No, I’m not talking about the 1950’s movie starring Marilyn Monroe, but the Scoville scale. Just in case you have no idea what the heck I’m talking about: the Scoville scale measures the heat of a pepper from 0 units (bell peppers) to 16MM units (pure capsaicin). I can realistically only handle up to a habanero (350K units) so I’ve been on a mission to increase my capsaicin tolerance.

Along comes Starbucks’ latest drink innovation, the Chile Mocha. I drink Starbucks religiously (who else spent way too much money on Starbucks for Life) and I like heat. Advertised with “ancho and chile spices” and “for those mornings that need an extra kick,” I expected the Chile Mocha to dazzle my taste buds.

In true Goldilocks-fashion, I had to try all three: the Frappuccino, the hot mocha, and the iced mocha. Unfortunately, the only thing consistent about the three was that they all came with too much whipped cream.

I started with the Frappuccino. Nothing about the Frappuccino tasted like chile or even mocha for that matter. It was so sickeningly sweet that it tasted toffee-like; maybe the barista used the toffee nut syrup instead of Chile Mocha powder. So, heat was nonexistent. I even tried the Spiced Mocha topping on top which looked like straight cayenne/paprika but actually also had sugar crystals mixed in.

Starbucks Chile Mocha 2

The powder fondly reminded me of a less concentrated version of Lucas Mexican Candy. However, cayenne is only 50,000 Scoville and paprika is, if you’re lucky, maybe 100 Scoville units. Instead of ordering the Chile Mocha Frappuccino, I might as well have just ordered a plain ol’ coffee frap for $1 less and 90 less calories.

Starbucks Chile Mocha 3

I moved onto the iced mocha next. I was immediately a little off-put by the powder sitting at the bottom of the drink. I tried mixing it but the powder at the bottom was just out of straw reach. After my first couple of sips, I felt a very slight warming/heat sensation in the back of my throat. FINALLY!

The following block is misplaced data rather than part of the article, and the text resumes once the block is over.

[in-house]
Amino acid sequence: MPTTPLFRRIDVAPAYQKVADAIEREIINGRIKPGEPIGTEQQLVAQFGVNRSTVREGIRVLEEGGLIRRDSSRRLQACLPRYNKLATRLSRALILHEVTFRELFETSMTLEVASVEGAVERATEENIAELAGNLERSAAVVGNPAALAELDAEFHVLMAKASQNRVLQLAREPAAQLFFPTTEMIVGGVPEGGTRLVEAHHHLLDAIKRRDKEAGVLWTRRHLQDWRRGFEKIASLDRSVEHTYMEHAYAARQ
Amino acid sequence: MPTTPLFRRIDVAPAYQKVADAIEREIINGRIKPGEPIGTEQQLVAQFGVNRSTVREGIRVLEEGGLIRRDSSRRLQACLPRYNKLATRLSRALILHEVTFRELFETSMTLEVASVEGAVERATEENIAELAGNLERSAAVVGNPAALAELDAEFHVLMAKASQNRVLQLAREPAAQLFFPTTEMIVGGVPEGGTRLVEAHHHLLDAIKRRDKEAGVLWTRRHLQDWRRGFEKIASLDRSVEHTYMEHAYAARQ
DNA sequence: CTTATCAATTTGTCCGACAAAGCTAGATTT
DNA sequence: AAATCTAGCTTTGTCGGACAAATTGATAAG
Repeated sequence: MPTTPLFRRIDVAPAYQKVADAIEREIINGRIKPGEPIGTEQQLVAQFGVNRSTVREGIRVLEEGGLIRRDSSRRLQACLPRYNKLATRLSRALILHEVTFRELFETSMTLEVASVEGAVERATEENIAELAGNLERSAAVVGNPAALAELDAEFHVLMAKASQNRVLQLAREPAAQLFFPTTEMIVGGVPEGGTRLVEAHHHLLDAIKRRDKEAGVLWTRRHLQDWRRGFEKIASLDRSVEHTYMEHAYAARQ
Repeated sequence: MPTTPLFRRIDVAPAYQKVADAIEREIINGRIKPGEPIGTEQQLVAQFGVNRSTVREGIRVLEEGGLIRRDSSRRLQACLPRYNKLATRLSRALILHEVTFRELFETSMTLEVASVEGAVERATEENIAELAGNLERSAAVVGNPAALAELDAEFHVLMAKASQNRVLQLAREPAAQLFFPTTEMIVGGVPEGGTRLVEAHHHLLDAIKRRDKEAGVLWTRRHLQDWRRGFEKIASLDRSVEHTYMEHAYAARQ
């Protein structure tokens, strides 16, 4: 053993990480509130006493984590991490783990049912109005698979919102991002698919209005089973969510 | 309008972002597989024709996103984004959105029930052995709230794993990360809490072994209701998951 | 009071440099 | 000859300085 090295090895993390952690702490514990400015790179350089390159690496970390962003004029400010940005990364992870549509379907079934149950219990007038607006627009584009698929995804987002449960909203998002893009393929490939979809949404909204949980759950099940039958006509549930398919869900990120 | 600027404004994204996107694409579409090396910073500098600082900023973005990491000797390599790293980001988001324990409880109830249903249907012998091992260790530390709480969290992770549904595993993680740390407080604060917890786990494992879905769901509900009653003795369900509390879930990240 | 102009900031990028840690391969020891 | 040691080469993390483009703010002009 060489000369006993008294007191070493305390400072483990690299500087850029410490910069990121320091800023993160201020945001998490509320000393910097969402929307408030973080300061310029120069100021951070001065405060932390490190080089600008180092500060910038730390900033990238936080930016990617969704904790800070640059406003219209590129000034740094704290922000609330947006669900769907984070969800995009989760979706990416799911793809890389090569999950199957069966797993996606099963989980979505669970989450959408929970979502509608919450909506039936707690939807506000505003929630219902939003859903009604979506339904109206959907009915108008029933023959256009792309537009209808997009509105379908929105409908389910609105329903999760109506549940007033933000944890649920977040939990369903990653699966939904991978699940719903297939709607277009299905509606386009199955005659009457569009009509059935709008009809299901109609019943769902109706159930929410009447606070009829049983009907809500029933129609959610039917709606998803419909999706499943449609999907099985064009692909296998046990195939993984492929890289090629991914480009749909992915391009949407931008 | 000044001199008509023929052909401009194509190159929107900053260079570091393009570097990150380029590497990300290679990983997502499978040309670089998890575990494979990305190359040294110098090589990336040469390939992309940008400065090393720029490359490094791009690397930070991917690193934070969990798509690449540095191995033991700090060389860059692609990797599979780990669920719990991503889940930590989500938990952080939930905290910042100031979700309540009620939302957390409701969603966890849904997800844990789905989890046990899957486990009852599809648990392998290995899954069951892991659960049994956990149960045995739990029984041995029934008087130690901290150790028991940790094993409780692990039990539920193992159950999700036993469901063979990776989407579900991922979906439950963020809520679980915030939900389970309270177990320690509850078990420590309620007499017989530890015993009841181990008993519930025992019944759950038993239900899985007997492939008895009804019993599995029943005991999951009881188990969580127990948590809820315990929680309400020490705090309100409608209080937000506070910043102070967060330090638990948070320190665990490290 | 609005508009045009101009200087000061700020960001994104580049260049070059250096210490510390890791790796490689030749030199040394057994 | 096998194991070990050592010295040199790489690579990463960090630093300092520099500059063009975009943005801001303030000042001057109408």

However, it was short-lived as it quickly neutralized. While the iced mocha was a little more coffee-forward, it still erred on the too-sweet side. Disappointed, I proceeded to eat the whipped cream with tasty wannabe Lucas Mexican Candy power and left the rest of the drink.

Starbucks Chile Mocha 4

Lastly, the hot mocha. At this point, my high expectations were demolished. But, the fact that my first sip actually tasted like a mocha was a great start. Unlike the iced mocha, the heat actually built up. At first, I thought it was way too subtle but as I drank more, I concluded that this level of heat probably works for people not trying to burn off their taste buds (unlike me). If it were any spicier, it would likely be too spicy for some folks. I also really enjoyed the temperature contrast of the cold whipped cream with the hot mocha.

Net-net, stick with the hot mocha. I know it’s still 90 degrees in certain parts of the country, but fall is right around the corner! For my fellow capsaicin enthusiasts, I’m dropping a Ghost Pepper Mocha suggestion in Starbucks’ inbox.

(Nutrition Facts – Tall 12 oz (Hot Chile Mocha with whipped cream) – 270 Calories, 110 calories from fat, 12 grams of fat, 7 grams of saturated fat, 45 milligrams of cholesterol, 140 milligrams of sodium, 32 grams of carbohydrates, 1 grams of fiber, 29 grams total sugars, 10 grams of protein..)

Purchased Price: Varies
Size: Tall
Rating: 6 out of 10 (Chile Mocha)
Rating: 4 out of 10 (Iced Chile Mocha)
Rating: 3 out of 10 (Chile Mocha Frappuccino)
Pros: Fondly reminiscent of Lucas Mexican Candy Power. Hot Chile Mocha.
Cons: Too much whipped cream. Frappuccino and Iced Mocha are sugar bombs. Minimal heat.